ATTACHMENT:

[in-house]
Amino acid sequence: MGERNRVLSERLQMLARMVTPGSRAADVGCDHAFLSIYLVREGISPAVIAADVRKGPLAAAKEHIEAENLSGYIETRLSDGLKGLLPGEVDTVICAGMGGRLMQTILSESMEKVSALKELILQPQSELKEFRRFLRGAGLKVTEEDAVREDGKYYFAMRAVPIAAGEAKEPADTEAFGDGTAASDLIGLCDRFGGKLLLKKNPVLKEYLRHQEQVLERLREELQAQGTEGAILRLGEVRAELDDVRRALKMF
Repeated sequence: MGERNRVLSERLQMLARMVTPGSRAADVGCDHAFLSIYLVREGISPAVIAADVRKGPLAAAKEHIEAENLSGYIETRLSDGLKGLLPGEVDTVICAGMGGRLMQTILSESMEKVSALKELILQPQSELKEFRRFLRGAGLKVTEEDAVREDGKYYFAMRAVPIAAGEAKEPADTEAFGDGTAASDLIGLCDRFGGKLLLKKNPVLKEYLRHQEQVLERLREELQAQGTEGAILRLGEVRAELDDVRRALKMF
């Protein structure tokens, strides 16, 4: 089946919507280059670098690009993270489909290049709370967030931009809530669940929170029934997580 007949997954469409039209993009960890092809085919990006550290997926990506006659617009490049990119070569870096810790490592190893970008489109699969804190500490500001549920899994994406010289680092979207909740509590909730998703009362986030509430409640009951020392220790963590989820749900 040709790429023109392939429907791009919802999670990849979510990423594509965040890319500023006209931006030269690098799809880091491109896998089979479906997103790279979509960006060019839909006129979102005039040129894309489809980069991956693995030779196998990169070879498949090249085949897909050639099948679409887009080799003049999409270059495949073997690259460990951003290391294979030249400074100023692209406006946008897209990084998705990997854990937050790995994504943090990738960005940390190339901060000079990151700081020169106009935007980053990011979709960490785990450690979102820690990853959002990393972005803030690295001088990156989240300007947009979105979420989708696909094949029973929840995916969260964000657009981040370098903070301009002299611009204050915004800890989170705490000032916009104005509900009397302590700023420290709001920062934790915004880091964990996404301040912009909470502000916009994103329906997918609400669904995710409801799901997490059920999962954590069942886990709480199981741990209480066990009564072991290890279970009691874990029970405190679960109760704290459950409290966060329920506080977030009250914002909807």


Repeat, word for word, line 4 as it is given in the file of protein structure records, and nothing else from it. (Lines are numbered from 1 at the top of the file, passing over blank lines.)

């Protein structure tokens, strides 16, 4: 089946919507280059670098690009993270489909290049709370967030931009809530669940929170029934997580 007949997954469409039209993009960890092809085919990006550290997926990506006659617009490049990119070569870096810790490592190893970008489109699969804190500490500001549920899994994406010289680092979207909740509590909730998703009362986030509430409640009951020392220790963590989820749900 040709790429023109392939429907791009919802999670990849979510990423594509965040890319500023006209931006030269690098799809880091491109896998089979479906997103790279979509960006060019839909006129979102005039040129894309489809980069991956693995030779196998990169070879498949090249085949897909050639099948679409887009080799003049999409270059495949073997690259460990951003290391294979030249400074100023692209406006946008897209990084998705990997854990937050790995994504943090990738960005940390190339901060000079990151700081020169106009935007980053990011979709960490785990450690979102820690990853959002990393972005803030690295001088990156989240300007947009979105979420989708696909094949029973929840995916969260964000657009981040370098903070301009002299611009204050915004800890989170705490000032916009104005509900009397302590700023420290709001920062934790915004880091964990996404301040912009909470502000916009994103329906997918609400669904995710409801799901997490059920999962954590069942886990709480199981741990209480066990009564072991290890279970009691874990029970405190679960109760704290459950409290966060329920506080977030009250914002909807």